OP: Inspiration is always a factor during this process, but I don’t believe inspiration comes out of the aether. I firmly believe that all art is dialogic, that it’s in conversation with something that is occurring in the culture or in the artist’s life at the time. So in the case of my writing, I apply the same idea to a poem that I may be writing. After it has been written, I explore whether it is conversant with other works that I have written. If it isn’t, then I imagine the possibilities of a poem that could have a conversation with it and set about crafting that poem.
I’ve heard that such a process may foster the composition of flat poems that can’t survive on their own without its cohort, but that’s where revision comes in.
Additionally, my writing process is compact and fairly economical. I don’t write during nine months out of the year. During the three months that I am writing, I write in short, intense bursts. What happens during those little bursts is that my mind won’t have time to shift from one idea or subject to the next, so I continue writing on that subject. I mentioned in your previous question that I give myself assignments. The assignments I give myself are also thematic guidelines. I tend to imagine a sequence of poetry as paintings that are to be hung in a gallery for an exhibition. There is a narrative that occurs when you go to a gallery to view paintings on a wall. Certain paintings cannot be placed adjacent to each other. Certain paintings demand their own wall. Architecture. Form. These concepts all demand that there be some form of inspiration at work. What’s particular to the architect or even the gallery curator is the idea of utility—there is a functionality that must exist within the design. The building must be designed so that the plumbing can reach the top of the tower. The gallery display must be arranged so that the patrons of the gallery enter the gallery and proceed through the exhibit in a particular manner.
LR: You make beautiful use of flight—sometimes deformed or aberrant—as theme and image. Requiem for the Orchard ends with this self-portrait: “Now, where once resided // acrimony for youth’s black seed—nothing except a single wing / opening and closing and opening again to catch the wind.” It reminds me of Fidelito when he’s broken his wrist, and his mother “feels his unsteady pulse and shields her one-winged son.” Can you say something about the single wing?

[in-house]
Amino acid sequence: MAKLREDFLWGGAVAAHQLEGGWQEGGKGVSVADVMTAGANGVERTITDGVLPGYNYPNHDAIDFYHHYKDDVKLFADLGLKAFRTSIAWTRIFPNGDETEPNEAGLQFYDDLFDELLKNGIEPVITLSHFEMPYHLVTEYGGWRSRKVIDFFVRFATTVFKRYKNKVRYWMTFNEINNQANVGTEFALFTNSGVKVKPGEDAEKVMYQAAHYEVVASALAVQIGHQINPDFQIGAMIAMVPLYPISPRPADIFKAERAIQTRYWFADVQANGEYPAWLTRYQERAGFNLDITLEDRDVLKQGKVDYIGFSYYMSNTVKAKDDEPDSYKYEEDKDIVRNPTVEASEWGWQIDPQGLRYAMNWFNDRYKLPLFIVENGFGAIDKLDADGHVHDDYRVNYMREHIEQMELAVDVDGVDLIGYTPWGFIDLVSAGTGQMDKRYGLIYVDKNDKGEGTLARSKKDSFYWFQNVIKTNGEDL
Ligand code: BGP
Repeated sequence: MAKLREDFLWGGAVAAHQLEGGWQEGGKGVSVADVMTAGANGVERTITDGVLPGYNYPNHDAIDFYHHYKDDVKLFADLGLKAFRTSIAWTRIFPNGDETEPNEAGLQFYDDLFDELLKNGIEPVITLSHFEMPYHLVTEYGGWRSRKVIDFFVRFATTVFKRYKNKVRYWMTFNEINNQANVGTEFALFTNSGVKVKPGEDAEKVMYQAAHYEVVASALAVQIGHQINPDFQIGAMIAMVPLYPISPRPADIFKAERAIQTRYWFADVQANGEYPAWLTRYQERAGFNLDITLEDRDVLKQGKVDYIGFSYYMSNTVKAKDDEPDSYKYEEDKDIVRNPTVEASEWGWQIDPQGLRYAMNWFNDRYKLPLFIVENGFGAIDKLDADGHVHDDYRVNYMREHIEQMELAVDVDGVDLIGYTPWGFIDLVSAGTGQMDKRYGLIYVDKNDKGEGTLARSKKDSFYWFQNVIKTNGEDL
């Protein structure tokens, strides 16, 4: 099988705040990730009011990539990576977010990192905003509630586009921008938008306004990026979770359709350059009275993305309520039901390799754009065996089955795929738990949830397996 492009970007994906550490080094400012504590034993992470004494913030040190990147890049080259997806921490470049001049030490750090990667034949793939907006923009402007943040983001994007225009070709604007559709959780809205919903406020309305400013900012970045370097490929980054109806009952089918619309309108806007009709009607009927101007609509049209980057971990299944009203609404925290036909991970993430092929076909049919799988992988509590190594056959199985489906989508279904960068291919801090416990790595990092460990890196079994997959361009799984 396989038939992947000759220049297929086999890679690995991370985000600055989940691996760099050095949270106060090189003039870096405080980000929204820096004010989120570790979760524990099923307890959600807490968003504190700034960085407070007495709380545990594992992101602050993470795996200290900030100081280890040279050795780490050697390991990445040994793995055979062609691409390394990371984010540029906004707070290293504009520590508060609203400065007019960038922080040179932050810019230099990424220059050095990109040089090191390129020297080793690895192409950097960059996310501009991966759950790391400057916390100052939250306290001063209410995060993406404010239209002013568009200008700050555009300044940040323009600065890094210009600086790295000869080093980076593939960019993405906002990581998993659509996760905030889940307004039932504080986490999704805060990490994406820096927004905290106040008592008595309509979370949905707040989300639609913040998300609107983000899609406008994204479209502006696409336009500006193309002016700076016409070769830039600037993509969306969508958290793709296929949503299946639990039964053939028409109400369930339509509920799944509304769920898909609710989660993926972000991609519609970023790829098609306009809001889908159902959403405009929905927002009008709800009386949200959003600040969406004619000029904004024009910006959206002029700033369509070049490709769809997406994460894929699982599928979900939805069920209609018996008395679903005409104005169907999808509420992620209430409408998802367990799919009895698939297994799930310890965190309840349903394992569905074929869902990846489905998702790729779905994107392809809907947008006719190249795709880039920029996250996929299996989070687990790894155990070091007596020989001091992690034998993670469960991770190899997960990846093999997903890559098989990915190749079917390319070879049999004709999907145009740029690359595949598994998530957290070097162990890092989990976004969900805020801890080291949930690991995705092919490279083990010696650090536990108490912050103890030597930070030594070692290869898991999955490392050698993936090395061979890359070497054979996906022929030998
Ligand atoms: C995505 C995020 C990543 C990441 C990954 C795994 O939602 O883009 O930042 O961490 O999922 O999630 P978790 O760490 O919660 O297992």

OP: I’ll try. This is a difficult question because it’s something that I’m still muddling through. The image of the single wing renders the violence of the speaker’s upbringing in concrete and uncompromising terms. An animal is mutilated at the hands of children who are trying to become men by driving a tractor they have no business driving. And yet, what closes the poem is the image of a child raising his arms, wanting to be picked up by his father who had been one of the children driving the tractor. So, in this case and in the case of many of my poems, the idea of flight for me is the idea that despite the past, there remains a possibility of grace.
I also have to mention, as an immigrant and son of immigrants, “flight” symbolism is almost always charged with the idea of fleeing from something. In the case of my family, we left the Philippines during the 70’s “brain drain” of that country, when President Ferdinand Marcos declared martial law. My father always tells me that we left the Philippines in order to have more opportunities. He holds on to this narrative still to this day. The idea of the single wing, in this sense, could suggest all the ways in which we hold on to an idea and how that idea tries to raise itself into the air.
LR: As a “poet-citizen,” what do you see as the relationship between aesthetic and social pragmatism?
OP: I see that they are concurrent and congruent. Art is a societal need, though some will always argue that art is impractical. One thing that I have always believed—art engages its audience in an active and dialogical way.
I believe in the power of dialogue. Whether that dialogue take the form of a painting or a poem is not my central concern. I myself draw much inspiration from the visual arts as well as literature. Many of my poems were inspired by the visual arts.